I think the problem is twofold: Christians with academic knowledge and no relationship with Christ. Many have been lulled into thinking that their academic knowledge (whether from the seminary or their shielded experience in their own church) equates to completion in the Christian walk. They’ve got it all down pat and continued learning and growth is for so-called “baby” Christians or those outside of the faith. They simply go through the motions week in and week out. The other problem I feel is with Christians whose knowledge is rather shallow and thus they cannot give rational answers to questions that are posed. They have a feel-good religion but it does little to actually make others feel good or to answer their questions like the young man you described.
I too believe the difficulty we face as the church is two fold. Both areas tend to be extreme. In America, we love ‘feelings’. Therefore we have believers who live roller coaster lives, knowing little of the truth, going from one high to the next and living desperately low in between.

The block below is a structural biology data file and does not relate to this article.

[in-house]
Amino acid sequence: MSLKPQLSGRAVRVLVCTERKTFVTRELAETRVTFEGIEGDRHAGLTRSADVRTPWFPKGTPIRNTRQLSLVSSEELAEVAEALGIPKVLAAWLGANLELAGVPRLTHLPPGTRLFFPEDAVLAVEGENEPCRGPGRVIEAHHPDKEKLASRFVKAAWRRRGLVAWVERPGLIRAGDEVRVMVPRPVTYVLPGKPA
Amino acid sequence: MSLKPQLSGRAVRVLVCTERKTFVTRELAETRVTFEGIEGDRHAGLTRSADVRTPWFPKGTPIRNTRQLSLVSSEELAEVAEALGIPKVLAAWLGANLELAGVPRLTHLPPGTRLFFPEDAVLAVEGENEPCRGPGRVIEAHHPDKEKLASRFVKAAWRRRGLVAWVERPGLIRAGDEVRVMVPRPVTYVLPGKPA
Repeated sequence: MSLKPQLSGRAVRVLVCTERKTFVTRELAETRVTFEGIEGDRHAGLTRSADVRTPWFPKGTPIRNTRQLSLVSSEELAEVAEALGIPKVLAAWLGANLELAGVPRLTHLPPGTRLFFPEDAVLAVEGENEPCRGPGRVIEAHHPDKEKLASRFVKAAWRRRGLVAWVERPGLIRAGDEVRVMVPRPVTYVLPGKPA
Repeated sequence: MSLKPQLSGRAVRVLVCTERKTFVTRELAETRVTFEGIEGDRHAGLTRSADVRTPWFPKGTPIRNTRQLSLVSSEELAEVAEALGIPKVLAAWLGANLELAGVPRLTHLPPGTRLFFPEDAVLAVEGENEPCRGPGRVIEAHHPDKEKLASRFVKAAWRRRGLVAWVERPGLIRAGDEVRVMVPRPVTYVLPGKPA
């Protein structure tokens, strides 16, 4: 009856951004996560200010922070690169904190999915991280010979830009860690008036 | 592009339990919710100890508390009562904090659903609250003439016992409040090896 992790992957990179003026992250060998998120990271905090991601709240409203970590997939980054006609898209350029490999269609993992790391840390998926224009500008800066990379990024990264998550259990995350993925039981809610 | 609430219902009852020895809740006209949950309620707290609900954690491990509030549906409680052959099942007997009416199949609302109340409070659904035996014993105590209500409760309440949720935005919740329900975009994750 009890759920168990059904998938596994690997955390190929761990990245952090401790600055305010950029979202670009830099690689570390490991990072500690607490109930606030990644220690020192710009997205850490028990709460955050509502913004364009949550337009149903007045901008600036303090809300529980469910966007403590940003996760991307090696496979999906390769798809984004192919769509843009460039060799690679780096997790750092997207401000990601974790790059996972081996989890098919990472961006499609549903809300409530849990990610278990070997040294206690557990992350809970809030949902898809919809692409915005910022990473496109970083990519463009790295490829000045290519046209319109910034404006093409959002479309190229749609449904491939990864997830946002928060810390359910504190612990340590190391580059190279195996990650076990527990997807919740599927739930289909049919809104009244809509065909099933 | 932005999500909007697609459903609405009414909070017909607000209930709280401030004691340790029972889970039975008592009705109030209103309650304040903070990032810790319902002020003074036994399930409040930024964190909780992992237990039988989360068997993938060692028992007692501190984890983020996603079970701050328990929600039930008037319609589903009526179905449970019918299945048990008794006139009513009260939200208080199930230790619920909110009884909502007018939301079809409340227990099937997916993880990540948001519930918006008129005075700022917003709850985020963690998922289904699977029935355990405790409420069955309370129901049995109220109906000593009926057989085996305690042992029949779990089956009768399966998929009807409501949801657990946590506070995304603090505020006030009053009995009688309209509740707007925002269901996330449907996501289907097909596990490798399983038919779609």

Extreme #2 is having the knowledge (+ judgement)and little relationship, if any with Jesus Christ. These believers seem to consistently pass judgement on anyone who doesn’t look like them on the ‘outside’.
Perhaps the pendulum would swing to the center and our witness would appeal to unbelievers when we begin to live as if both God’s written Word and relationship with Him has such an impact on our lives that we are changed and life IN CHRIST is GOOD.
When those two intertwine in the lives of believers, I believe it is then we will affect our society.
I thought of the verses when Jesus tells the Pharisees that they know scripture very well, but what they fail to understand is that the scriptures testify to the Person of Jesus that they were ignoring.